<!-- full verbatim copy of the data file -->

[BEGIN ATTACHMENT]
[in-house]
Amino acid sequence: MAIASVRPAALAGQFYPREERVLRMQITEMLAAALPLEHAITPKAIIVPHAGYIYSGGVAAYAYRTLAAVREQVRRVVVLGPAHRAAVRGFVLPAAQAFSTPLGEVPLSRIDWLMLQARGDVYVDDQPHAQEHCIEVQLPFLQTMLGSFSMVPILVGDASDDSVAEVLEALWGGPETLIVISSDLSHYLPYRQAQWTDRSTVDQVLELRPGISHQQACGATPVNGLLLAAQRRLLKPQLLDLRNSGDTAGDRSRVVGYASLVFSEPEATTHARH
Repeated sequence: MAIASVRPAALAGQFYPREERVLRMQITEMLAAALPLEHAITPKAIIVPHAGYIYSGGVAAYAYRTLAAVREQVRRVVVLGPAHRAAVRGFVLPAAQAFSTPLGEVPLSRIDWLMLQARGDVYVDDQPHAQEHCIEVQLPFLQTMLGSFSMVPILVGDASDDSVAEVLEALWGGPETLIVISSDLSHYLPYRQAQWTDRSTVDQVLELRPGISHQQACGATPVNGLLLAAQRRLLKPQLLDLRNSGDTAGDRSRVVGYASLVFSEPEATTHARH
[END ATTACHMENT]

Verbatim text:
[in-house]
Amino acid sequence: MAIASVRPAALAGQFYPREERVLRMQITEMLAAALPLEHAITPKAIIVPHAGYIYSGGVAAYAYRTLAAVREQVRRVVVLGPAHRAAVRGFVLPAAQAFSTPLGEVPLSRIDWLMLQARGDVYVDDQPHAQEHCIEVQLPFLQTMLGSFSMVPILVGDASDDSVAEVLEALWGGPETLIVISSDLSHYLPYRQAQWTDRSTVDQVLELRPGISHQQACGATPVNGLLLAAQRRLLKPQLLDLRNSGDTAGDRSRVVGYASLVFSEPEATTHARH
Repeated sequence: MAIASVRPAALAGQFYPREERVLRMQITEMLAAALPLEHAITPKAIIVPHAGYIYSGGVAAYAYRTLAAVREQVRRVVVLGPAHRAAVRGFVLPAAQAFSTPLGEVPLSRIDWLMLQARGDVYVDDQPHAQEHCIEVQLPFLQTMLGSFSMVPILVGDASDDSVAEVLEALWGGPETLIVISSDLSHYLPYRQAQWTDRSTVDQVLELRPGISHQQACGATPVNGLLLAAQRRLLKPQLLDLRNSGDTAGDRSRVVGYASLVFSEPEATTHARH